Clayton Christensen (New York Times best selling author of The Innovator's Dilemma) is probably one of the brightest minds alive today when it comes to business savvy. In his book How Will You Measure Your Life?, Christensen, along with James Allworth and Karen Dillon, discuss various business strategies and how they apply to one's personal life. At first this may sound removed and cold, to apply business strategy to your marriage but the results are anything but. The authors operate with full knowledge that it is relationships that are the driving factor in one's happiness. Here are some excerpts.
The problem is that what we think matters most in our jobs often does not align with what will really make us happy.
At this point, Christensen lays out the difference between hygiene factors and motivators. Hygiene factors are such things as decent benefits, a safe workplace, quality supervisory practices and, interestingly, salary. Motivators are such things as engaging work, increased responsibility, and recognition from others. So while you may think you're dissatisfied with your current job because you want to make more money, the truth is that you'll never be satisfied until you start doing something that is hitting those motivator targets.
Once you find something that does hit on those motivator targets, Christensen explains the side effects:
People who truly love what they do and who think their work is meaningful have a distinct advantage when they arrive at work every day. They throw their best effort into their jobs, and it makes them very good at what they do.
When considering a career change, Christensen offers this sage advice:
Every time you consider a career move, keep thinking about the most important assumptions that have to prove true, and how you can swiftly and inexpensively test if they are valid. Make sure you are being realistic about the path ahead of you.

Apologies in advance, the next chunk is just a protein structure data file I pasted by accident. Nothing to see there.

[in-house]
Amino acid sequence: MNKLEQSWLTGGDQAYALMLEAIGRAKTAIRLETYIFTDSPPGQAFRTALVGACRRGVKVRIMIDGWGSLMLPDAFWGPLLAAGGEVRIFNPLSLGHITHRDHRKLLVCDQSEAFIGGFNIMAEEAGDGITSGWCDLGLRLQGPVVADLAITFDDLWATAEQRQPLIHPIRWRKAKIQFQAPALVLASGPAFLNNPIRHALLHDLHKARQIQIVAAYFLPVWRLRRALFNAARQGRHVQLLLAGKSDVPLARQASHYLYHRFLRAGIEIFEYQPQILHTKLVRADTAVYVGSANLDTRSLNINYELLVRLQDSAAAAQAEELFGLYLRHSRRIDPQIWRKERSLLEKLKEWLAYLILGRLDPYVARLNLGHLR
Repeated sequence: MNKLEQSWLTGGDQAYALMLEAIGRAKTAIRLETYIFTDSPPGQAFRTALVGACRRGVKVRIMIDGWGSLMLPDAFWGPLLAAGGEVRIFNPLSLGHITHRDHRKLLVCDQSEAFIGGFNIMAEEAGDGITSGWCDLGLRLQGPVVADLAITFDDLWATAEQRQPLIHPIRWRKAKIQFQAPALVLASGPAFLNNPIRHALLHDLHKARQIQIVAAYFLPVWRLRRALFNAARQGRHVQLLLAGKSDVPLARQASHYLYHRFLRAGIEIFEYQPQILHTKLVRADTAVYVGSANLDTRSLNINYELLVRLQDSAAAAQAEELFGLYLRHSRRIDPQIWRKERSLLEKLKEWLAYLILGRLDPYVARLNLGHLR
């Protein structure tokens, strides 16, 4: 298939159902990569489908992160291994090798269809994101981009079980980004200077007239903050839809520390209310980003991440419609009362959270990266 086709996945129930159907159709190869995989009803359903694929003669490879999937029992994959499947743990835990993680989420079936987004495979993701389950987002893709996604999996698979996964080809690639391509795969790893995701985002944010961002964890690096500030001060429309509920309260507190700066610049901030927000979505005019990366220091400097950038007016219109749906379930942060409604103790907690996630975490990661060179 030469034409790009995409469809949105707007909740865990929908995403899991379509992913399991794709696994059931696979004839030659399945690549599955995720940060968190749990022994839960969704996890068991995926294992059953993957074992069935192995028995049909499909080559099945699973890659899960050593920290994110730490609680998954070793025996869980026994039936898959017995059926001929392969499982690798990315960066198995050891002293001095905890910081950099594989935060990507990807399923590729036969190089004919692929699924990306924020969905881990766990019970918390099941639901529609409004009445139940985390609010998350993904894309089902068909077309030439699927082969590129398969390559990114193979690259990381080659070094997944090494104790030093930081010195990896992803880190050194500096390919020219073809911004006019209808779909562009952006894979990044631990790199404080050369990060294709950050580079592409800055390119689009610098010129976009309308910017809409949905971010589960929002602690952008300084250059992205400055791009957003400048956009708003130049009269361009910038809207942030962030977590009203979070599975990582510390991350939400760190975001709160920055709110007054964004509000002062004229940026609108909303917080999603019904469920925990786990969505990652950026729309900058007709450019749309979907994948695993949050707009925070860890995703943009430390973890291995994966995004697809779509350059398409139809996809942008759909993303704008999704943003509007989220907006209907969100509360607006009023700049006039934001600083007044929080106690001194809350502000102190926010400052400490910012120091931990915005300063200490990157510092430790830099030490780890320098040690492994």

When the winning strategy is not yet clear in the initial stages of a new business, good money from investors needs to be patient for growth but inpatient for profit...Once a viable strategy has been found, investors need to change what they seek—they should become impatient for growth and patient for profit.
I thought this was a great insight. How many startups fail because the original founders couldn't let go of their brain child in favor of a product that could actually turn a profit?
Here are a few more good ones:
Every successful product or service, either explicitly or implicitly, was structured around a job to be done.
I deeply believe that the path to happiness in a relationship is not just about finding someone who you think is going to make you happy. Rather, the reverse is equally true: the path to happiness is about finding someone who you want to make happy, someone whose happiness is worth devoting yourself to.
In the absence of work, we've created a generation of parents who selflessly devote themselves to providing their children with enriching experiences—so-called soccer moms, a term that wasn't even part of the American lexicon until fifteen years ago...But the nature of these activities—experiences in which they're not deeply engaged and that don't really challenge them to do hard things—denies our children the opportunity to develop the processes they'll need to succeed in the future.
Because failure is often at the end of a path of marginal thinking, we end up paying for the full cost of our decisions, not the marginal costs, whether we like it or not...The costs of taking the high road are always clear like that. But the costs of taking the low road...don't seem that bad at the start.
Overall, it was a great book. I found it be beneficial both to my career and my personal life, a feat not many books tackle so easily. It's an easy read and at just shy of 200 pages, well worth the time.